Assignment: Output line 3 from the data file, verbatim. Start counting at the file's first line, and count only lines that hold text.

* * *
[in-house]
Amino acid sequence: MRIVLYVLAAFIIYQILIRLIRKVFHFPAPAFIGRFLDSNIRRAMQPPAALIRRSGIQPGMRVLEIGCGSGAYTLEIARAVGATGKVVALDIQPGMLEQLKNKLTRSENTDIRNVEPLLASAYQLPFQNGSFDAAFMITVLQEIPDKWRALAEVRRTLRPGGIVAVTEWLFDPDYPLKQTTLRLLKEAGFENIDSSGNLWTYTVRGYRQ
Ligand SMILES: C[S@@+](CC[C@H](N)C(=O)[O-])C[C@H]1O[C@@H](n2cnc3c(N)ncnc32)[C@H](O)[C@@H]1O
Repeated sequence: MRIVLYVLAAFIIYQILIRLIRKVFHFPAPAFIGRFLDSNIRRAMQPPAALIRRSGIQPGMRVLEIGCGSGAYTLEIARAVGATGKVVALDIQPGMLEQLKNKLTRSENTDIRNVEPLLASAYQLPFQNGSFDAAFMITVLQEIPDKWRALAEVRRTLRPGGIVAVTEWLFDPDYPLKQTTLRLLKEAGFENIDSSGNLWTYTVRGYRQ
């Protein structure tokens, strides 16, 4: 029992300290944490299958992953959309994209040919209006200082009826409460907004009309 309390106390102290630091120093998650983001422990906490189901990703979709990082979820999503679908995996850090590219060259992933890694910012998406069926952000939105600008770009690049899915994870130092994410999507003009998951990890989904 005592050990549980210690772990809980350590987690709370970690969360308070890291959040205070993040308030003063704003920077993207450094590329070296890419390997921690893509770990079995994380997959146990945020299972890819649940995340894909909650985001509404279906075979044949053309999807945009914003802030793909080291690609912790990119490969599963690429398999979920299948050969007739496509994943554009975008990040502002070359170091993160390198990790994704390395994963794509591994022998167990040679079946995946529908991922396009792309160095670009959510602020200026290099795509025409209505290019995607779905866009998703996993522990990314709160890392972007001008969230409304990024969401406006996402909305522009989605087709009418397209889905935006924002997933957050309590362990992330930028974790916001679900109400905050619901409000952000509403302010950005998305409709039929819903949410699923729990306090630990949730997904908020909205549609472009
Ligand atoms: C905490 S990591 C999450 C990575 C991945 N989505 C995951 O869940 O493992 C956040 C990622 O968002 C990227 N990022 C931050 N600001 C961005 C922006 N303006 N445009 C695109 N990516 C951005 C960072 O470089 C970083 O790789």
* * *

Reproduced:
Ligand SMILES: C[S@@+](CC[C@H](N)C(=O)[O-])C[C@H]1O[C@@H](n2cnc3c(N)ncnc32)[C@H](O)[C@@H]1O